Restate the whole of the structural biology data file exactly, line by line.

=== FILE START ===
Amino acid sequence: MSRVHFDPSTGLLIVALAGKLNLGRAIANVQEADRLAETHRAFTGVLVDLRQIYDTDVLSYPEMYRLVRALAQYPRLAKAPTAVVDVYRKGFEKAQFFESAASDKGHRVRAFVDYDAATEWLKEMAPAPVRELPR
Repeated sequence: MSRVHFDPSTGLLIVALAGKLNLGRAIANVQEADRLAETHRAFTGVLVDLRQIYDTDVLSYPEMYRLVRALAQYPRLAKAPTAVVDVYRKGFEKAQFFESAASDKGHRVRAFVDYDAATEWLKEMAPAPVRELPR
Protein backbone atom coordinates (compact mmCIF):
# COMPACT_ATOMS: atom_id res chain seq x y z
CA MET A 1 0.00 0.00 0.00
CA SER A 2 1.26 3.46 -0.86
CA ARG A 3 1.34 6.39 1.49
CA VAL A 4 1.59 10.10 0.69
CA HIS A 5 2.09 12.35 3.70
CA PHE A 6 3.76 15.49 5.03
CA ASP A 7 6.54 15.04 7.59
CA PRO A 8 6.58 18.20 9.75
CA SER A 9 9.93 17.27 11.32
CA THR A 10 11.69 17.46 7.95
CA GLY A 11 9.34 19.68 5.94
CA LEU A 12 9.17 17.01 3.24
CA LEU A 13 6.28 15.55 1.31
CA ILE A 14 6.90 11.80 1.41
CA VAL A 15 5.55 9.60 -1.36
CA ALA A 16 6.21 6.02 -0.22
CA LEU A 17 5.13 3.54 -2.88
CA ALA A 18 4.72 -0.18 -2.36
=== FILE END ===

Amino acid sequence: MSRVHFDPSTGLLIVALAGKLNLGRAIANVQEADRLAETHRAFTGVLVDLRQIYDTDVLSYPEMYRLVRALAQYPRLAKAPTAVVDVYRKGFEKAQFFESAASDKGHRVRAFVDYDAATEWLKEMAPAPVRELPR
Repeated sequence: MSRVHFDPSTGLLIVALAGKLNLGRAIANVQEADRLAETHRAFTGVLVDLRQIYDTDVLSYPEMYRLVRALAQYPRLAKAPTAVVDVYRKGFEKAQFFESAASDKGHRVRAFVDYDAATEWLKEMAPAPVRELPR
Protein backbone atom coordinates (compact mmCIF):
# COMPACT_ATOMS: atom_id res chain seq x y z
CA MET A 1 0.00 0.00 0.00
CA SER A 2 1.26 3.46 -0.86
CA ARG A 3 1.34 6.39 1.49
CA VAL A 4 1.59 10.10 0.69
CA HIS A 5 2.09 12.35 3.70
CA PHE A 6 3.76 15.49 5.03
CA ASP A 7 6.54 15.04 7.59
CA PRO A 8 6.58 18.20 9.75
CA SER A 9 9.93 17.27 11.32
CA THR A 10 11.69 17.46 7.95
CA GLY A 11 9.34 19.68 5.94
CA LEU A 12 9.17 17.01 3.24
CA LEU A 13 6.28 15.55 1.31
CA ILE A 14 6.90 11.80 1.41
CA VAL A 15 5.55 9.60 -1.36
CA ALA A 16 6.21 6.02 -0.22
CA LEU A 17 5.13 3.54 -2.88
CA ALA A 18 4.72 -0.18 -2.36